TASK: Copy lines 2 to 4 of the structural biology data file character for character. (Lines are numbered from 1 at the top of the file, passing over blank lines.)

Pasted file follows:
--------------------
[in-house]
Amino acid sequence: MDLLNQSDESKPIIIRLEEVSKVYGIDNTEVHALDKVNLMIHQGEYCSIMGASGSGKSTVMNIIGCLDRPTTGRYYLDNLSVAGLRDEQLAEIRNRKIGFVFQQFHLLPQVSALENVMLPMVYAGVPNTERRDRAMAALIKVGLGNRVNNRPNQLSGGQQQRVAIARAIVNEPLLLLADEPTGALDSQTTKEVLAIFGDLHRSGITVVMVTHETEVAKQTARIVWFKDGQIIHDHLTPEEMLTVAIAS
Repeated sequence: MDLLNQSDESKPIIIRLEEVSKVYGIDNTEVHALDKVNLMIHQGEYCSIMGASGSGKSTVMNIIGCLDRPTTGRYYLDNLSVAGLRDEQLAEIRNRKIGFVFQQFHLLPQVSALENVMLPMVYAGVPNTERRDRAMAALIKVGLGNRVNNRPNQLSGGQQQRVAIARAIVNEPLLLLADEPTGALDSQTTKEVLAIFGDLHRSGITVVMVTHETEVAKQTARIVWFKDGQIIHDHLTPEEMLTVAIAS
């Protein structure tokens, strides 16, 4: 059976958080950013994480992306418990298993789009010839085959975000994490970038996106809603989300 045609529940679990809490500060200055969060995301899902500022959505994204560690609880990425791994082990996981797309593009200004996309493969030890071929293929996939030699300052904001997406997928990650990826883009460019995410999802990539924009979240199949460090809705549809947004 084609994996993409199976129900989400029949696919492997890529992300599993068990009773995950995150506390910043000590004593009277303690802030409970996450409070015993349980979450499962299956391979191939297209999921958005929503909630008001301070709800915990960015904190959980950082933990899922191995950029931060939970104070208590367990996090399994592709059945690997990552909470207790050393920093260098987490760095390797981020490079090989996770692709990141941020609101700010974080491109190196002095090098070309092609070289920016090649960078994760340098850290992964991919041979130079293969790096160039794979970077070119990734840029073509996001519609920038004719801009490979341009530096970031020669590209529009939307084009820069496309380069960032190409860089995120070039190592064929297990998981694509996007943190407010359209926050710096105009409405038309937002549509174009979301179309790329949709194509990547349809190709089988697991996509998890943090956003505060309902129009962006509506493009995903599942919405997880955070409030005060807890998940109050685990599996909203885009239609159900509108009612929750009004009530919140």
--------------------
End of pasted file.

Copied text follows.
Amino acid sequence: MDLLNQSDESKPIIIRLEEVSKVYGIDNTEVHALDKVNLMIHQGEYCSIMGASGSGKSTVMNIIGCLDRPTTGRYYLDNLSVAGLRDEQLAEIRNRKIGFVFQQFHLLPQVSALENVMLPMVYAGVPNTERRDRAMAALIKVGLGNRVNNRPNQLSGGQQQRVAIARAIVNEPLLLLADEPTGALDSQTTKEVLAIFGDLHRSGITVVMVTHETEVAKQTARIVWFKDGQIIHDHLTPEEMLTVAIAS
Repeated sequence: MDLLNQSDESKPIIIRLEEVSKVYGIDNTEVHALDKVNLMIHQGEYCSIMGASGSGKSTVMNIIGCLDRPTTGRYYLDNLSVAGLRDEQLAEIRNRKIGFVFQQFHLLPQVSALENVMLPMVYAGVPNTERRDRAMAALIKVGLGNRVNNRPNQLSGGQQQRVAIARAIVNEPLLLLADEPTGALDSQTTKEVLAIFGDLHRSGITVVMVTHETEVAKQTARIVWFKDGQIIHDHLTPEEMLTVAIAS
């Protein structure tokens, strides 16, 4: 059976958080950013994480992306418990298993789009010839085959975000994490970038996106809603989300 045609529940679990809490500060200055969060995301899902500022959505994204560690609880990425791994082990996981797309593009200004996309493969030890071929293929996939030699300052904001997406997928990650990826883009460019995410999802990539924009979240199949460090809705549809947004 084609994996993409199976129900989400029949696919492997890529992300599993068990009773995950995150506390910043000590004593009277303690802030409970996450409070015993349980979450499962299956391979191939297209999921958005929503909630008001301070709800915990960015904190959980950082933990899922191995950029931060939970104070208590367990996090399994592709059945690997990552909470207790050393920093260098987490760095390797981020490079090989996770692709990141941020609101700010974080491109190196002095090098070309092609070289920016090649960078994760340098850290992964991919041979130079293969790096160039794979970077070119990734840029073509996001519609920038004719801009490979341009530096970031020669590209529009939307084009820069496309380069960032190409860089995120070039190592064929297990998981694509996007943190407010359209926050710096105009409405038309937002549509174009979301179309790329949709194509990547349809190709089988697991996509998890943090956003505060309902129009962006509506493009995903599942919405997880955070409030005060807890998940109050685990599996909203885009239609159900509108009612929750009004009530919140």